September 7, 2008 / 5:59 PM / 11 years ago

Aon remains on the lookout for further buys

MONTE CARLO, Sept 7 (Reuters) - Aon Corp AOC.N sees no threat of a counterbid following its agreed 844 million pound ($1.48 billion) bid for reinsurance broker Benfield BFD.L and remains on the lookout for further acquisitions, senior executives from the firm said on Sunday.

Asked at a press conference at an industry meeting in Monaco whether he feared rivals would seek to trump its all-cash bid for the UK-based Benfield, Aon Re Global Chief Executive Andrew Appel said, “No, I’m not worried.”

Rival Marsh & McLennan Cos Inc (MMC.N) ruled out making a bid for Benfield.

Appel said it was too early to say whether any jobs may be lost as part of the takeover, which cement Aon’s role as the world’s largest reinsurance broker, by swallowing its third-placed rival.

Aon Re, the re-insurance arm of Aon Corp and Benfield each have large offices in London, the center of the European insurance risk market, and a substantial number of employees.

Aon also said it would continue to make more acquisitions if it found attractive targets, having already bought the reinsurance operations of U.S. rival Arthur J Gallagher (AJG.N) in February for an upfront fee of $30 million.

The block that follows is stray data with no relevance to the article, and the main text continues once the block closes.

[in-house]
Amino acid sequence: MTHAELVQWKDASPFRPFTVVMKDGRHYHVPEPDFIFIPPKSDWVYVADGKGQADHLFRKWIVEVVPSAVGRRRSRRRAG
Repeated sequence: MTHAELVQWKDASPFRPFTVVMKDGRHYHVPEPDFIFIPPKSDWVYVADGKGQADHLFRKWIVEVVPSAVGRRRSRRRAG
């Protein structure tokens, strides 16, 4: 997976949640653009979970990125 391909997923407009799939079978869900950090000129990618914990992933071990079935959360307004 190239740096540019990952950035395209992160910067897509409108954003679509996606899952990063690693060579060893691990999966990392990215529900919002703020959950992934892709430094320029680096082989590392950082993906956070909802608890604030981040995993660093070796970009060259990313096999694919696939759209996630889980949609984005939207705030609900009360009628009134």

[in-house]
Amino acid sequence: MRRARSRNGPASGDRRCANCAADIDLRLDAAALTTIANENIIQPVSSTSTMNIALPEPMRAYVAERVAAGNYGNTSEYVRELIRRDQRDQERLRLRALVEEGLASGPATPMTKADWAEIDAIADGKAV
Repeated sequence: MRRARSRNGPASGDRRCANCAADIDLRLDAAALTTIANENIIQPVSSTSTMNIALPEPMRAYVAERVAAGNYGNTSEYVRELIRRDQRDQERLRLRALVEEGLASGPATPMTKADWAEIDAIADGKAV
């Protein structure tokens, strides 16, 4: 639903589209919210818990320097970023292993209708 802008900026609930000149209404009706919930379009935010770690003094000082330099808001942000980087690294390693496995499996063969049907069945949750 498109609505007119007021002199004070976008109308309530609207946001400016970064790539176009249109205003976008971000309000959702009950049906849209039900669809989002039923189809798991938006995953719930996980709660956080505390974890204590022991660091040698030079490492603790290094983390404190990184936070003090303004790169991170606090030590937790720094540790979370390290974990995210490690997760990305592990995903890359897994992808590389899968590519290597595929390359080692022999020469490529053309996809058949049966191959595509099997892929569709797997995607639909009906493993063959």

“If it makes sense to acquire companies that fit our strategy then we would absolutely take a look at them,” said Mike O’Halleran, executive chairman of Aon Re Global.

PRICES IN FOCUS

Separately, Aon said reinsurers would have to be hit with very heavy catastrophe claims of up to $50 billion this year for risk prices to substantially rise at the upcoming price renewals, Aon said on Sunday.

Reinsurers would need to be hit by as much as $25 billion in claims to even prevent prices from sliding further, Aon said.

The reinsurance industry has rapidly replenished its capital base after paying out tens of billions of dollars from devastating hurricanes that struck the southeastern United States in 2005.

The past two years has seen them post healthy profits, thanks to the combination of there being no major catastrophes, high prices following the 2005 disasters, and high investment returns.

As competition has increased for business, reinsurers have cut prices, but as they remain at healthy levels, further rate falls may occur, analysts argue.

Aon predicted that if the reinsurance industry was to experience another light year of catastrophe claims then prices for U.S. reinsurance risks could fall by up to 20 percent at the crucial end-of-year renewals, when many insurers traditionally buy their annual risk contracts from reinsurers.

Insurers and reinsurers are meeting in the Mediterranean resort to kick off negotiations about how much they will pay for cover against that are too big for them to keep on their own balance sheets. (Editing by Leslie Gevirtz)

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